Edinburgh diary 25/08/19 – finale

Shit Socialist Free Festival Counting House

This is it, the last day of the Fringe.  The 25th, and final, performance of Shit Socialist.

I can’t say that this hit me particularly in the morning, as I still had my normal routine to go through.  It’s hard to get emotional when you still have to face a good couple of hours of flyering.

Before we did that even, me and Sally went to see a show she had picked out called The Empathy Experiment.  Performed by Rose Condo, she explores how attachment to our mobile devices could be holding us back from being more empathetic.

The show is ostensibly a talk, but in reality it’s a theatre piece (albeit, without the fourth wall) exploring her subject through various means, including poetry.  Dr Seuss as a Sociologist, you could say.

It is performed well.  Personally, it was interesting taking something delivered at face value, whilst at the same time clearly a performance piece.  For a start, she says she had gone 24 hours without a mobile device as an experiment, but in reality had done the same show for many days on the run.

To be fair to Rose Condo though, she’s not really trying to pull the wool over anyone’s eyes – you don’t perform large swathes of a show in verse if you are genuinely trying to pull off such a conceit.

I can’t see why not using your phone would make you more empathetic, but I certainly do understand that time away from such devices is good for your mental health and general well-being.  In that sense, she makes her arguments well, and in an engaging manner.

Final Shit Socialist

Flyering Peartree Edinburgh

After some food, Sally and I got on with the final bout of flyering.  I get a good audience again, which I would expect on the final day, but it is still pleasing all the same.  It was nice to see Swob, a pal and enduring fixture of Bolton comedy, pop along to see my show.

I had an audience of 29 in total.  I joked at the start of my show that I’d said I wanted 29 quality audience members, rather than a full room not pulling their weight (that 30th person is always such an arse, amiright??).

If I’ve ever felt an audience were not pulling their weight (and in Edinburgh, everyone gets those occasional weird crowds), then that was not the case here.  They were superb, and I had an absolute stonker.  Loved it.

If I’m being critical though, they were so good that it highlighted that there are still a couple of bits that, really, could be cut out.  Here the reaction dropped to more than polite, but it showed that against the majority of stuff, that stuff could go.

After the bucket speech, I went in to my final story.  As I was telling it, I could feel the emotions start to well up inside me as I realised, this was it.  This was the last time I would say these words.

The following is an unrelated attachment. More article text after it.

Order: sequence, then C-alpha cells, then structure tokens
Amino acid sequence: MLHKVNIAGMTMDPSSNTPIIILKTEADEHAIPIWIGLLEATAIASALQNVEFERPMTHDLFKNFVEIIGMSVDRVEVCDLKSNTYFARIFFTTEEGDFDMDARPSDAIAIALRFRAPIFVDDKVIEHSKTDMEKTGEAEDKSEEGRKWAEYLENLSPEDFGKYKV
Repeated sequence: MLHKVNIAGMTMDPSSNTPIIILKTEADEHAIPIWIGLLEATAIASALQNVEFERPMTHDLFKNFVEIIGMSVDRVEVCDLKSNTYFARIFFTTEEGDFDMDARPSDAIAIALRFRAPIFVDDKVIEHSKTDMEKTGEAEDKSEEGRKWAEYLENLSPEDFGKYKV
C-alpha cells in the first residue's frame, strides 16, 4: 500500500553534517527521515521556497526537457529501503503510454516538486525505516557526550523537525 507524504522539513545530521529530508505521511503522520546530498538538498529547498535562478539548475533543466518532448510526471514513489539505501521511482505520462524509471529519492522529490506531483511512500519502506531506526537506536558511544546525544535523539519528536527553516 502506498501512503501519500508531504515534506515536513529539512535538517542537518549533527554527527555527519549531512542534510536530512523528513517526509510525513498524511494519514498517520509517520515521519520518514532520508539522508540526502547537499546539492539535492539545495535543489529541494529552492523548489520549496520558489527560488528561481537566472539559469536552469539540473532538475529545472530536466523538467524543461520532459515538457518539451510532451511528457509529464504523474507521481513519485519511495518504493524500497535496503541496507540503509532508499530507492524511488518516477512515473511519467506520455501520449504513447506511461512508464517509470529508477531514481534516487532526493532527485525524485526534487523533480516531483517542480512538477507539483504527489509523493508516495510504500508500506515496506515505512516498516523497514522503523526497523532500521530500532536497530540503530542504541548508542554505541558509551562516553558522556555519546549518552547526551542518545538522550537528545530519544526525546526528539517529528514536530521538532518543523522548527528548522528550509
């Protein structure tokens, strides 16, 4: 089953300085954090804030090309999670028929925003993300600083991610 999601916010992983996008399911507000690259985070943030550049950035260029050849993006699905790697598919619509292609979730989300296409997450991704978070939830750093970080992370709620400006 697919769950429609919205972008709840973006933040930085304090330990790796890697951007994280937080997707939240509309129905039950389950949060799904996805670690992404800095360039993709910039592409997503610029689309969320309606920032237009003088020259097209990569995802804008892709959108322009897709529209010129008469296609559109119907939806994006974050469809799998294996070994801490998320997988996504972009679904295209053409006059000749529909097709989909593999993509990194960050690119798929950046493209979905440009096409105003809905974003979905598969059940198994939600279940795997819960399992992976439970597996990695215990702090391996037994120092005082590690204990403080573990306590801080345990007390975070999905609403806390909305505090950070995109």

I managed to stay focused and get the punchline out.  It hit great.  I then went to thank people and couldn’t speak.  A strange silence, as I took a sip of water, trying to stop myself from crying.

Eventually I spoke, broken up as it was, and told the audience that this was the final show.  After 25 performances, and this being my entire life for almost a month, this was it.

Aside from how well it gone (because there were of course times when it was an absolute drag to performance, ce la Edinburgh), this had been my life.  Almost a month.  Done.

I think they appreciated my openness, as I got a lovely round of applause.

Oh, and the best bucket takings of the Fringe to date.  So, that’s how you do it – cry!!

Home

After taking some time in the sun to breathe, and saying goodbye to some of the guys at the Counting House, Sally and I returned to the flat, and packed our stuff to go.

Driving out of Edinburgh, the light was just making everything turn golden.  A beautiful way to experience what is, frankly, one of the nicest travelling experiences in the whole UK – driving over the Scottish border.

I slept in my own bed.  My wonderful, marshmallow bed.  I spent time fussing my cat Squidge.  It’s like I’ve never been away.

I’m already thinking of all the things to do next.  Reflecting back on my time, thinking about what went well, what I could better next time.  Also, thinking about what else I could do with Shit Socialist – where to take it to perform it next.  A DIY mini tour, get round the festivals, other options perhaps?

I will write another blog in a weeks time I think, to reflect back on the Fringe as a whole.  I’ve got a lot to consider.

Finally, thanks to the help from everyone – my wife, family and friends.  Also, my fellow performers, especially ComedySportz, for sharing the ride with me, as I shared theirs.  And to the people involved with both The Counting House and the Laughing Horse Free Festival.  Amazing work done by them.

 

My show, Shit Socialist, WAS on at 3.15pm, 1-25 Aug, at The Counting House (Attic).  If you missed it, it may be appearing in a venue near you, soon…